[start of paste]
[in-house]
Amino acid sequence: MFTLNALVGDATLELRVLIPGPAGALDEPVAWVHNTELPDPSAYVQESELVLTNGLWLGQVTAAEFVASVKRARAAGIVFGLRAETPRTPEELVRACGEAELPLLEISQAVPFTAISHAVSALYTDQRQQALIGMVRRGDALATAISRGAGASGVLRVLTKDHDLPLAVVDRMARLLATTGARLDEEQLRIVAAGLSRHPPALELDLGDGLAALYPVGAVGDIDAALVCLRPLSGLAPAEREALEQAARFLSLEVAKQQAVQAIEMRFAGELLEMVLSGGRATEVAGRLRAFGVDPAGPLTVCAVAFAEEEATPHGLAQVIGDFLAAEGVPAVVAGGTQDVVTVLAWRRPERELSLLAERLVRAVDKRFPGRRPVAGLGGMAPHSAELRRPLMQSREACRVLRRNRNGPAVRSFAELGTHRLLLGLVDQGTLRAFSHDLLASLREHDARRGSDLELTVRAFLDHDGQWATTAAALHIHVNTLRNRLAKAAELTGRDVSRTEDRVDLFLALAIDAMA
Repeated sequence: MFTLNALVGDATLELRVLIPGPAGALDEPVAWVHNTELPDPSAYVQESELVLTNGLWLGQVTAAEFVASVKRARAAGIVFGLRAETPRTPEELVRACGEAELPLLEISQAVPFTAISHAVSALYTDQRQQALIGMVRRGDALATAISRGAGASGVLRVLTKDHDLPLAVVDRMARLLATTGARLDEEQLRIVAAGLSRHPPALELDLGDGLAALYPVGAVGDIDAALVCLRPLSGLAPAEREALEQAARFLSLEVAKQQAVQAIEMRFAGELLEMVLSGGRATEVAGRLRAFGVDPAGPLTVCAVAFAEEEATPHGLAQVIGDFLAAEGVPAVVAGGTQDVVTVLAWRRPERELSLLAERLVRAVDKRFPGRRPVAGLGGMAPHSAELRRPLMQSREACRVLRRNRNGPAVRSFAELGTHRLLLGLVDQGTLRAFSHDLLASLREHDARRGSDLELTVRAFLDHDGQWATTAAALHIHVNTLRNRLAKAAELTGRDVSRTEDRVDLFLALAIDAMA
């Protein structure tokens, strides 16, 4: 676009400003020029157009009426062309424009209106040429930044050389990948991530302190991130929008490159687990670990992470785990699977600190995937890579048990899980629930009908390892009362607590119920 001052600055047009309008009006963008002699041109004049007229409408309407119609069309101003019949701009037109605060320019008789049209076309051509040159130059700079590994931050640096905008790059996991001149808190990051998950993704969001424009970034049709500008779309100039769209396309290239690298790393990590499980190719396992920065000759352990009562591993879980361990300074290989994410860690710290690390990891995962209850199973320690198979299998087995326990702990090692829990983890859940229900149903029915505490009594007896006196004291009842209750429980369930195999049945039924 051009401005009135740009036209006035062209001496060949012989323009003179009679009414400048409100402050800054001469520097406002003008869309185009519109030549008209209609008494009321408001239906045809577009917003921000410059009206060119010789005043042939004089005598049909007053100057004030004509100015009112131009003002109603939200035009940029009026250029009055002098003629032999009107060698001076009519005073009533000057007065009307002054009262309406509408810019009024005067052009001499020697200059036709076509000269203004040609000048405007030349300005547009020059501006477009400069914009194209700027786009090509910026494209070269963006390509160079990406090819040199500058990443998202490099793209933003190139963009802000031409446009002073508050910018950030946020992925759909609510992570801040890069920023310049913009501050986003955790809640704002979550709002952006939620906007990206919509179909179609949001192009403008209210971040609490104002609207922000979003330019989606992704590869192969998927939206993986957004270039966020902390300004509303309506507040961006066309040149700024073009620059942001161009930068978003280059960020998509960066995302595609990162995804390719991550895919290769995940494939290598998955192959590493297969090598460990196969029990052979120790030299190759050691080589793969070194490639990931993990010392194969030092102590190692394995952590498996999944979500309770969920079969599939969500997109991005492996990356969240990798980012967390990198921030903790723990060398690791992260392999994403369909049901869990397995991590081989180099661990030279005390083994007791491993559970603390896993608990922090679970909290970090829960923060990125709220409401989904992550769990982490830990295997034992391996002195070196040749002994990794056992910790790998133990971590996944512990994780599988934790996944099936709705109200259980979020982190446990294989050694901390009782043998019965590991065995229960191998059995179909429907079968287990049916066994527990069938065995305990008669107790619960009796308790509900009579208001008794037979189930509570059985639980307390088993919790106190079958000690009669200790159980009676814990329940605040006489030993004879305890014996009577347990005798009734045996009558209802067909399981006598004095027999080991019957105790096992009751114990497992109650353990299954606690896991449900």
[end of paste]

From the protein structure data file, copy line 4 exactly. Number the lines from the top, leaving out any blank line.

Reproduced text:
């Protein structure tokens, strides 16, 4: 676009400003020029157009009426062309424009209106040429930044050389990948991530302190991130929008490159687990670990992470785990699977600190995937890579048990899980629930009908390892009362607590119920 001052600055047009309008009006963008002699041109004049007229409408309407119609069309101003019949701009037109605060320019008789049209076309051509040159130059700079590994931050640096905008790059996991001149808190990051998950993704969001424009970034049709500008779309100039769209396309290239690298790393990590499980190719396992920065000759352990009562591993879980361990300074290989994410860690710290690390990891995962209850199973320690198979299998087995326990702990090692829990983890859940229900149903029915505490009594007896006196004291009842209750429980369930195999049945039924 051009401005009135740009036209006035062209001496060949012989323009003179009679009414400048409100402050800054001469520097406002003008869309185009519109030549008209209609008494009321408001239906045809577009917003921000410059009206060119010789005043042939004089005598049909007053100057004030004509100015009112131009003002109603939200035009940029009026250029009055002098003629032999009107060698001076009519005073009533000057007065009307002054009262309406509408810019009024005067052009001499020697200059036709076509000269203004040609000048405007030349300005547009020059501006477009400069914009194209700027786009090509910026494209070269963006390509160079990406090819040199500058990443998202490099793209933003190139963009802000031409446009002073508050910018950030946020992925759909609510992570801040890069920023310049913009501050986003955790809640704002979550709002952006939620906007990206919509179909179609949001192009403008209210971040609490104002609207922000979003330019989606992704590869192969998927939206993986957004270039966020902390300004509303309506507040961006066309040149700024073009620059942001161009930068978003280059960020998509960066995302595609990162995804390719991550895919290769995940494939290598998955192959590493297969090598460990196969029990052979120790030299190759050691080589793969070194490639990931993990010392194969030092102590190692394995952590498996999944979500309770969920079969599939969500997109991005492996990356969240990798980012967390990198921030903790723990060398690791992260392999994403369909049901869990397995991590081989180099661990030279005390083994007791491993559970603390896993608990922090679970909290970090829960923060990125709220409401989904992550769990982490830990295997034992391996002195070196040749002994990794056992910790790998133990971590996944512990994780599988934790996944099936709705109200259980979020982190446990294989050694901390009782043998019965590991065995229960191998059995179909429907079968287990049916066994527990069938065995305990008669107790619960009796308790509900009579208001008794037979189930509570059985639980307390088993919790106190079958000690009669200790159980009676814990329940605040006489030993004879305890014996009577347990005798009734045996009558209802067909399981006598004095027999080991019957105790096992009751114990497992109650353990299954606690896991449900």